Chapter Two of Finding Home finds Charlie Bedford back in Maple Grove, the town where he had been born and raised. He’d not been home since his mother died three years before, and his sudden return naturally caused a buzz of excitement. After all, he was the closest thing to a celebrity that the little town had ever known.
But the buzz quickly turned ugly when Charlie walled himself up in his mother’s house and refused to open the door to anyone. Within a week, he’d been pronounced as crazy as a bedbug by everyone—with the lone exception of his childhood best friend, Boyd Clayton.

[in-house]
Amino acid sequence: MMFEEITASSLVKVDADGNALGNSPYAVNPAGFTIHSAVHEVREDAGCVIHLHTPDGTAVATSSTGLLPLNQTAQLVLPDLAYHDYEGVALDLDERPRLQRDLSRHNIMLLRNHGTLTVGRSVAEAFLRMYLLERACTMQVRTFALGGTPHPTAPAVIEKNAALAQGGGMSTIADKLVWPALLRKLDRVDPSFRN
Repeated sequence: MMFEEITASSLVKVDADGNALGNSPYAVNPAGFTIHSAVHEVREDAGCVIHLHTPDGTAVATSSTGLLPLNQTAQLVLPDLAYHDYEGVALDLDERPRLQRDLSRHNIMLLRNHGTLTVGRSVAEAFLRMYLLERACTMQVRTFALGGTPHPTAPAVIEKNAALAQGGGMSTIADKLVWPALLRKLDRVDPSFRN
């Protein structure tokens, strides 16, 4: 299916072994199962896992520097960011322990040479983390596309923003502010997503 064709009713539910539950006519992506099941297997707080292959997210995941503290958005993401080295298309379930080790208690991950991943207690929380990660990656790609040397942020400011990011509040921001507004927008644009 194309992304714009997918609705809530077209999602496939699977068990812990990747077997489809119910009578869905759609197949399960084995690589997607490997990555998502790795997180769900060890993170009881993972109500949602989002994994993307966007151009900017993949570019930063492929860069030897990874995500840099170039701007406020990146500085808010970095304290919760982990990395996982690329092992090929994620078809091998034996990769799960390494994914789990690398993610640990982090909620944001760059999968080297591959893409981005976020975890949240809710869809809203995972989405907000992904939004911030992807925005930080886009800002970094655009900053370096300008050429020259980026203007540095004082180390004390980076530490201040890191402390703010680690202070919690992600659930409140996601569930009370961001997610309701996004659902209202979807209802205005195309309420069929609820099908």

Everyone should have a friend like Boyd. He never gave up on anybody. Read More
Most of you probably don’t know, but cookbooks and culinary journalism are not my only forays into story-telling. Like most Southerners, I’ve been telling stories my whole life and have been writing them down for most of it. None of it has ever felt mature enough to publish, but for the last few years, I’ve been working on a novel that feels ready, and am now looking for a home for it with a publishing house.
Called Finding Home, it’s the story of award-winning children’s book author C. F. (Charlie) Bedford, who turned a childhood pet rabbit into the hero of a best-selling storybook series and rode its success right out of his small-town childhood into the kind of charmed life that every writer dreams about but that most never achieve. At thirty-eight, he’d conquered the world of children’s literature with eight bestsellers and had been living the good life in New York City.